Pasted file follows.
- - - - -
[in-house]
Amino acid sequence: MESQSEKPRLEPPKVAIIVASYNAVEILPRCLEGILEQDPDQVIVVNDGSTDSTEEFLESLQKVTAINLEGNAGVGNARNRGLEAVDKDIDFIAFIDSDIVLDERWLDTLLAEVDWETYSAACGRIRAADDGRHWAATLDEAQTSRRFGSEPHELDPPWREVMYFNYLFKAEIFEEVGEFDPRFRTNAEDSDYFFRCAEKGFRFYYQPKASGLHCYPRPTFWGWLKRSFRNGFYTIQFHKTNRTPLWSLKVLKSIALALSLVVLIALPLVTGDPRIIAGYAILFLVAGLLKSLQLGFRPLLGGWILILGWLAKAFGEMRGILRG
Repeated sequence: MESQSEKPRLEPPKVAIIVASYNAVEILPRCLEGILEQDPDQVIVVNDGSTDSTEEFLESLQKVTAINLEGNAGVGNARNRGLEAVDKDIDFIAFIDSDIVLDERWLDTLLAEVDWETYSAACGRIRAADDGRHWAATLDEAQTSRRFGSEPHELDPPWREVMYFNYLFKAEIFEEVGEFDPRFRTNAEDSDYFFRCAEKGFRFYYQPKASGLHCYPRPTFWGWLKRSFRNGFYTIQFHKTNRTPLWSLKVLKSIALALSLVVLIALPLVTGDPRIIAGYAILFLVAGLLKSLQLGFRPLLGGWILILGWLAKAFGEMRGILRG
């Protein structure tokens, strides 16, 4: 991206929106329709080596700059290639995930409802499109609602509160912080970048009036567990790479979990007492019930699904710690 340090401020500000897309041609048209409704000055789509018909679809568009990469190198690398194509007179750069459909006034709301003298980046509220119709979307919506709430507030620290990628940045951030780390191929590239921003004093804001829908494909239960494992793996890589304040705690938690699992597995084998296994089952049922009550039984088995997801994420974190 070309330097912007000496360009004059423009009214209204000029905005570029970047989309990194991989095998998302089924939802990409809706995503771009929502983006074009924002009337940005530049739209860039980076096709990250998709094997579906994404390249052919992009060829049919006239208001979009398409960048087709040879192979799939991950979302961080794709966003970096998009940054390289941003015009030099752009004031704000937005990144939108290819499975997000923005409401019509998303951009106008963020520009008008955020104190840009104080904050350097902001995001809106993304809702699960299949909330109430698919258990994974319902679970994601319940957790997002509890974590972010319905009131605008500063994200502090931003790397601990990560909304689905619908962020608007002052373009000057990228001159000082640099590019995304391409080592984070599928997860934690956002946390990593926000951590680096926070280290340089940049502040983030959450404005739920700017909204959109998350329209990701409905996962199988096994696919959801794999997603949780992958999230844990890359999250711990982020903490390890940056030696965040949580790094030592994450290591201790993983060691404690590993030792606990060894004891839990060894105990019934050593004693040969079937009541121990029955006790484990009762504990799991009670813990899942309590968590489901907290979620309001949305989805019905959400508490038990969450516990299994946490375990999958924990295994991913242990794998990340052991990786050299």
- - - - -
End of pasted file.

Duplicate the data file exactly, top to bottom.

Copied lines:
[in-house]
Amino acid sequence: MESQSEKPRLEPPKVAIIVASYNAVEILPRCLEGILEQDPDQVIVVNDGSTDSTEEFLESLQKVTAINLEGNAGVGNARNRGLEAVDKDIDFIAFIDSDIVLDERWLDTLLAEVDWETYSAACGRIRAADDGRHWAATLDEAQTSRRFGSEPHELDPPWREVMYFNYLFKAEIFEEVGEFDPRFRTNAEDSDYFFRCAEKGFRFYYQPKASGLHCYPRPTFWGWLKRSFRNGFYTIQFHKTNRTPLWSLKVLKSIALALSLVVLIALPLVTGDPRIIAGYAILFLVAGLLKSLQLGFRPLLGGWILILGWLAKAFGEMRGILRG
Repeated sequence: MESQSEKPRLEPPKVAIIVASYNAVEILPRCLEGILEQDPDQVIVVNDGSTDSTEEFLESLQKVTAINLEGNAGVGNARNRGLEAVDKDIDFIAFIDSDIVLDERWLDTLLAEVDWETYSAACGRIRAADDGRHWAATLDEAQTSRRFGSEPHELDPPWREVMYFNYLFKAEIFEEVGEFDPRFRTNAEDSDYFFRCAEKGFRFYYQPKASGLHCYPRPTFWGWLKRSFRNGFYTIQFHKTNRTPLWSLKVLKSIALALSLVVLIALPLVTGDPRIIAGYAILFLVAGLLKSLQLGFRPLLGGWILILGWLAKAFGEMRGILRG
């Protein structure tokens, strides 16, 4: 991206929106329709080596700059290639995930409802499109609602509160912080970048009036567990790479979990007492019930699904710690 340090401020500000897309041609048209409704000055789509018909679809568009990469190198690398194509007179750069459909006034709301003298980046509220119709979307919506709430507030620290990628940045951030780390191929590239921003004093804001829908494909239960494992793996890589304040705690938690699992597995084998296994089952049922009550039984088995997801994420974190 070309330097912007000496360009004059423009009214209204000029905005570029970047989309990194991989095998998302089924939802990409809706995503771009929502983006074009924002009337940005530049739209860039980076096709990250998709094997579906994404390249052919992009060829049919006239208001979009398409960048087709040879192979799939991950979302961080794709966003970096998009940054390289941003015009030099752009004031704000937005990144939108290819499975997000923005409401019509998303951009106008963020520009008008955020104190840009104080904050350097902001995001809106993304809702699960299949909330109430698919258990994974319902679970994601319940957790997002509890974590972010319905009131605008500063994200502090931003790397601990990560909304689905619908962020608007002052373009000057990228001159000082640099590019995304391409080592984070599928997860934690956002946390990593926000951590680096926070280290340089940049502040983030959450404005739920700017909204959109998350329209990701409905996962199988096994696919959801794999997603949780992958999230844990890359999250711990982020903490390890940056030696965040949580790094030592994450290591201790993983060691404690590993030792606990060894004891839990060894105990019934050593004693040969079937009541121990029955006790484990009762504990799991009670813990899942309590968590489901907290979620309001949305989805019905959400508490038990969450516990299994946490375990999958924990295994991913242990794998990340052991990786050299």